Early Years Column

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Almost all children entering kindergarten can button their own clothes and hold a pencil properly. But nearly a third are very restless and fidgety, and about a quarter have a short attention span, according to a government report.

The report released last month by the National Center for Education Statistics details what pre-K children can do and the kinds of difficulties they have.

The study highlights the challenges that teachers of young children face in meeting the needs of children who are developmentally diverse.

It found that more than eight out of 10 children of pre-kindergarten age can identify the primary colors by name, but only about six in 10 can count to 20 or recognize most letters of the alphabet.

Almost one in eight is in less than very good health, and about 8 percent of the children speak with a stutter or stammer or in a manner that is incomprehensible to a stranger.

One of the study's most interesting findings, said Sue Bredekamp, the director of professional development for the Washington-based National Association for the Education of Young Children, was that attendance in Head Start, pre-kindergarten, or other preschool programs tended to increase children's academic abilities but not necessarily their emotional and social skills.

"Since becoming more academic, preschools may be putting less emphasis on what was their traditional mission," she said, that of preparing children socially for schooling. The authors of the report suggest the need for earlier and more effective interventions for young children.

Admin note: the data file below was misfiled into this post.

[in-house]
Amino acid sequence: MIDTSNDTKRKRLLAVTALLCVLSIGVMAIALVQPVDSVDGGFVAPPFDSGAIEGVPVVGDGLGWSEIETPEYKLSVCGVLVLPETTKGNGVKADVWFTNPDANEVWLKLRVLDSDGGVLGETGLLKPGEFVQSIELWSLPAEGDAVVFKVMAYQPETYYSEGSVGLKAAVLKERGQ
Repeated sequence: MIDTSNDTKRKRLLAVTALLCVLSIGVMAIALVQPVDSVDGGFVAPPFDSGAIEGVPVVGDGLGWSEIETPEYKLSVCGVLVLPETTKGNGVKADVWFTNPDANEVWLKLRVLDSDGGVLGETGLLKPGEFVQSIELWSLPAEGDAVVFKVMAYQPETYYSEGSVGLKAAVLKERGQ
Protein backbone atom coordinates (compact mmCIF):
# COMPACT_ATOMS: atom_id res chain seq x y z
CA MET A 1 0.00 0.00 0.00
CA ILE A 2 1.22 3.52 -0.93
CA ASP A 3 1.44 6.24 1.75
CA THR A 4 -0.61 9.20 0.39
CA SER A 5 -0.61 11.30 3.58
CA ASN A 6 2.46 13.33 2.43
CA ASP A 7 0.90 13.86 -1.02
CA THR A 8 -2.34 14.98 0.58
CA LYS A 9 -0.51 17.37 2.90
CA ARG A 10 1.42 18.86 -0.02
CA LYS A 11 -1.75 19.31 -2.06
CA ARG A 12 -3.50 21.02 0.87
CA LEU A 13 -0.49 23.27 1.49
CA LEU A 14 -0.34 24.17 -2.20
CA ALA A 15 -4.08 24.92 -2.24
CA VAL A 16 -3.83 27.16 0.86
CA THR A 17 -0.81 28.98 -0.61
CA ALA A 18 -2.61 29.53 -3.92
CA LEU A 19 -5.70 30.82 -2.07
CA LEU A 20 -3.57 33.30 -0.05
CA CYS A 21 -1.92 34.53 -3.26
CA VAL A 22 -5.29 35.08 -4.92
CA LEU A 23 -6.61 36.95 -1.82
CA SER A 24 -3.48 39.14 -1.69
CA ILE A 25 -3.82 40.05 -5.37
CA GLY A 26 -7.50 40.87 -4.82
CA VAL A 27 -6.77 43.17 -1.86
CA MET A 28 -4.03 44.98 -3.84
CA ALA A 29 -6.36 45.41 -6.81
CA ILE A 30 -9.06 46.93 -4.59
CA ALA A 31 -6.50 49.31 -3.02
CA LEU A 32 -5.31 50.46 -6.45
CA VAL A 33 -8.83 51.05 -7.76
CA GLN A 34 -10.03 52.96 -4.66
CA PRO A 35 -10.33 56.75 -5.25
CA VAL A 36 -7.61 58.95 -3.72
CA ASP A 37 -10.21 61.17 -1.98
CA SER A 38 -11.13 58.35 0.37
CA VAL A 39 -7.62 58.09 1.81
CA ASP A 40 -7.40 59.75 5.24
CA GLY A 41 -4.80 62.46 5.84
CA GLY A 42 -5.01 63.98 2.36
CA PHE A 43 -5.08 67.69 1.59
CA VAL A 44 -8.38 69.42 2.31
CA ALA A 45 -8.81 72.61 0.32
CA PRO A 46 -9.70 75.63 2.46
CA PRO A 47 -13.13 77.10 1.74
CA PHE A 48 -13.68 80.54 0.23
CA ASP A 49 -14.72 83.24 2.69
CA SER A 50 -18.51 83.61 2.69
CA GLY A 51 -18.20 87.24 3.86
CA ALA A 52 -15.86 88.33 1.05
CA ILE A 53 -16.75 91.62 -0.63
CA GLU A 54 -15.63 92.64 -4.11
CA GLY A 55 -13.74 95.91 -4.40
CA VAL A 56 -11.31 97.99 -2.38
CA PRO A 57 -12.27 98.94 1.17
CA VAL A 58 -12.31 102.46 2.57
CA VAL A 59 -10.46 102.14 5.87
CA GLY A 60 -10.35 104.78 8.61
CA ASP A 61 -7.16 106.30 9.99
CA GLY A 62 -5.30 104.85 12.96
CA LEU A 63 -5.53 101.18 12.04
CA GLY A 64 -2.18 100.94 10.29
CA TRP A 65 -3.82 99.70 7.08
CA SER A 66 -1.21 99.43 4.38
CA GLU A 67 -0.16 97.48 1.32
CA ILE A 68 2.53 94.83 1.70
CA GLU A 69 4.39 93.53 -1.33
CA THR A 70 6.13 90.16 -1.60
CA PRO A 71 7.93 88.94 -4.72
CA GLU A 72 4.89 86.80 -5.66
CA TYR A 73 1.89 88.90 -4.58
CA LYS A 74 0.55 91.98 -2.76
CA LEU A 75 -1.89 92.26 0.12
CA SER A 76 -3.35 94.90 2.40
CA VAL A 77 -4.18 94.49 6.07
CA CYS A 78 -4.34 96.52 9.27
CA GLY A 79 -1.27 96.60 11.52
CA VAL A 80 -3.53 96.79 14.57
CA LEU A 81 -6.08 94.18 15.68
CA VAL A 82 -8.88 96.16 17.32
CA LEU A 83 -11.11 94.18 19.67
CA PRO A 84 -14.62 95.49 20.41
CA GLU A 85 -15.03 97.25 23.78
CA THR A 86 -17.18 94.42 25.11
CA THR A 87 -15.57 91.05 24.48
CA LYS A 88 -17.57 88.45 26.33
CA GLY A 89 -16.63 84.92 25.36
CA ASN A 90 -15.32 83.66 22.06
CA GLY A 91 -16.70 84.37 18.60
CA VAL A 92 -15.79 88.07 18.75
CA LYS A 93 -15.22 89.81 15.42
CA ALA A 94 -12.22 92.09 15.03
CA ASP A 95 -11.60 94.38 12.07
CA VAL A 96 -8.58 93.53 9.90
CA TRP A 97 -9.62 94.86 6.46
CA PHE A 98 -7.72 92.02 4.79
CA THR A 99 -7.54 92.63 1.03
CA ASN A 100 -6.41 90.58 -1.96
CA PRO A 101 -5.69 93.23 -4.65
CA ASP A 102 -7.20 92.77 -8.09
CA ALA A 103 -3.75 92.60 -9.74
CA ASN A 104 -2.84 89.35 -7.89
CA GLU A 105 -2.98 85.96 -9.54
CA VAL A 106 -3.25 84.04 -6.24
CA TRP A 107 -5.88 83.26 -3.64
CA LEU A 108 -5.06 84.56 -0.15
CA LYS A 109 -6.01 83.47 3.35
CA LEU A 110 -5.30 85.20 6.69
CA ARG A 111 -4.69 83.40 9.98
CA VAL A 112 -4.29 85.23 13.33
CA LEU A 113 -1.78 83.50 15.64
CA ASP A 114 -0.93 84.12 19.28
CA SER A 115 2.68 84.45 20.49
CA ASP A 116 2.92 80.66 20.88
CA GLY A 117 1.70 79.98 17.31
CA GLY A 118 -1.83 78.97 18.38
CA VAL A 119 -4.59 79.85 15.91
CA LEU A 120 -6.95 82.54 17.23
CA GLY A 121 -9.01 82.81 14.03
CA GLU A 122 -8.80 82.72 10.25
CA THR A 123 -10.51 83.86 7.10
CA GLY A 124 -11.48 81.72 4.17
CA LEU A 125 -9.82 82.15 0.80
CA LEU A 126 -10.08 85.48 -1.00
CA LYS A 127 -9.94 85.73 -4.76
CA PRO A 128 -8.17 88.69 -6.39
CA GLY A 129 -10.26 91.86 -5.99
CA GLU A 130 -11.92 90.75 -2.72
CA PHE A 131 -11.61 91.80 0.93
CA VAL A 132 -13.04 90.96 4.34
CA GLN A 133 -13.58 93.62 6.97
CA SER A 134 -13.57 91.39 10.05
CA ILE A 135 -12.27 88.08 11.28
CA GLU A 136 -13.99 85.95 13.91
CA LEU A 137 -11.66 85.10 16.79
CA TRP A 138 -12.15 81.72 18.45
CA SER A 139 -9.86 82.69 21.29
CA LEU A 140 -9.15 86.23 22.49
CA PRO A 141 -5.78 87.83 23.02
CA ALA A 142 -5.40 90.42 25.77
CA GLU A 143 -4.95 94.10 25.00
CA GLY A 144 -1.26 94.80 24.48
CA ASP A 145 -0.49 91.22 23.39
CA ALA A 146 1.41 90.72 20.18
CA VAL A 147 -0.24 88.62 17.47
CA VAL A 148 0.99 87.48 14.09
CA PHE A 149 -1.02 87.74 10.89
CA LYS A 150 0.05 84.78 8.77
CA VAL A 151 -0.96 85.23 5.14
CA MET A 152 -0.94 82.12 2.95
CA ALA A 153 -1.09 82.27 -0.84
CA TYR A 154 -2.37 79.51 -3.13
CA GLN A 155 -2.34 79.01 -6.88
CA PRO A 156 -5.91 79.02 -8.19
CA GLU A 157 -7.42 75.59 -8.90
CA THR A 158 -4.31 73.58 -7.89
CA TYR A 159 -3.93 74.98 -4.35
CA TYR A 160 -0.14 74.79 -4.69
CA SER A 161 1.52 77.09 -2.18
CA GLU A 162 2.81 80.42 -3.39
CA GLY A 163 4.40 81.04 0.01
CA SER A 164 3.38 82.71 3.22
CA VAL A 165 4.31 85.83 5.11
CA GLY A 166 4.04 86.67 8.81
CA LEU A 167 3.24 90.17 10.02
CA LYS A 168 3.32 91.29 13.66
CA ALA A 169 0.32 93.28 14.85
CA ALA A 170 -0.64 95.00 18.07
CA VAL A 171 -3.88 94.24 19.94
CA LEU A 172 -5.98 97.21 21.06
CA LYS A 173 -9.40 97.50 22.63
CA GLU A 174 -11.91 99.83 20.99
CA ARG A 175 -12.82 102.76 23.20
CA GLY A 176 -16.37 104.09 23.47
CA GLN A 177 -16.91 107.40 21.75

Hispanic preschoolers showed fewer signs of emerging literacy, more physical-activity and attention difficulties, and more health problems than African-American or white children, even when the researchers controlled for other risk factors such as a mother with less than a high school education or minority-language status.

Black children overall fared worse than white children in these developmental areas. But controlling for risk factors such as maternal education, poverty, and single parenthood eliminated racial differences.

The data in "Approaching Kindergarten: A Look at Preschoolers in the United States" were collected in 1993 as part of the National Household Education Survey. The study focused on 2,000 children who had turned 4 by the end of 1992 and were set to start kindergarten at the time of the survey.

One copy per person can be ordered free from the National Library of Education, at (800) 424-1616.

--Laura Miller

Vol. 15, Issue 11

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